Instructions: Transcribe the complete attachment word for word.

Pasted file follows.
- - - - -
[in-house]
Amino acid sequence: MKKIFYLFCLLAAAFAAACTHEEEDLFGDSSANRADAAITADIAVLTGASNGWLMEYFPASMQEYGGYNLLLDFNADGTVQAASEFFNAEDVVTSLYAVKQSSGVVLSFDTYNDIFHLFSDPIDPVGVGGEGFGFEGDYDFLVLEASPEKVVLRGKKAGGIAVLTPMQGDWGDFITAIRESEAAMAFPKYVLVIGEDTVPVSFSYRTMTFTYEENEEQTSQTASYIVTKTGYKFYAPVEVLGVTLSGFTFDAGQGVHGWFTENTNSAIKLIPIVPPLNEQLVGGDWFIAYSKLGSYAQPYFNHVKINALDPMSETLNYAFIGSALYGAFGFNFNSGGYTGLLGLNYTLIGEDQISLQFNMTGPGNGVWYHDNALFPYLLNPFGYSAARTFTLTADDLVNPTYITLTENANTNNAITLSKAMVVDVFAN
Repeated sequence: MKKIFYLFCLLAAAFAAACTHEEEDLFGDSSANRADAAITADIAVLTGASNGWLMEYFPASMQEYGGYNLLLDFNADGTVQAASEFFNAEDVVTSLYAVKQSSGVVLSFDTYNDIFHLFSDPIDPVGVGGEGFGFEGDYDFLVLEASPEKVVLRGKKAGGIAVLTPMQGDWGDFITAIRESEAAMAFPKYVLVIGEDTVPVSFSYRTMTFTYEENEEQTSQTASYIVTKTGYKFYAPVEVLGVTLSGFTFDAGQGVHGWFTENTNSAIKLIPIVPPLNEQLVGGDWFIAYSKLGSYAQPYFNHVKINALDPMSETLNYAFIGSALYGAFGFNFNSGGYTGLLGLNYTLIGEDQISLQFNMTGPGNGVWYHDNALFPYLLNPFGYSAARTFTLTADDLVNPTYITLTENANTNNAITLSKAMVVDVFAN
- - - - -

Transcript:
[in-house]
Amino acid sequence: MKKIFYLFCLLAAAFAAACTHEEEDLFGDSSANRADAAITADIAVLTGASNGWLMEYFPASMQEYGGYNLLLDFNADGTVQAASEFFNAEDVVTSLYAVKQSSGVVLSFDTYNDIFHLFSDPIDPVGVGGEGFGFEGDYDFLVLEASPEKVVLRGKKAGGIAVLTPMQGDWGDFITAIRESEAAMAFPKYVLVIGEDTVPVSFSYRTMTFTYEENEEQTSQTASYIVTKTGYKFYAPVEVLGVTLSGFTFDAGQGVHGWFTENTNSAIKLIPIVPPLNEQLVGGDWFIAYSKLGSYAQPYFNHVKINALDPMSETLNYAFIGSALYGAFGFNFNSGGYTGLLGLNYTLIGEDQISLQFNMTGPGNGVWYHDNALFPYLLNPFGYSAARTFTLTADDLVNPTYITLTENANTNNAITLSKAMVVDVFAN
Repeated sequence: MKKIFYLFCLLAAAFAAACTHEEEDLFGDSSANRADAAITADIAVLTGASNGWLMEYFPASMQEYGGYNLLLDFNADGTVQAASEFFNAEDVVTSLYAVKQSSGVVLSFDTYNDIFHLFSDPIDPVGVGGEGFGFEGDYDFLVLEASPEKVVLRGKKAGGIAVLTPMQGDWGDFITAIRESEAAMAFPKYVLVIGEDTVPVSFSYRTMTFTYEENEEQTSQTASYIVTKTGYKFYAPVEVLGVTLSGFTFDAGQGVHGWFTENTNSAIKLIPIVPPLNEQLVGGDWFIAYSKLGSYAQPYFNHVKINALDPMSETLNYAFIGSALYGAFGFNFNSGGYTGLLGLNYTLIGEDQISLQFNMTGPGNGVWYHDNALFPYLLNPFGYSAARTFTLTADDLVNPTYITLTENANTNNAITLSKAMVVDVFAN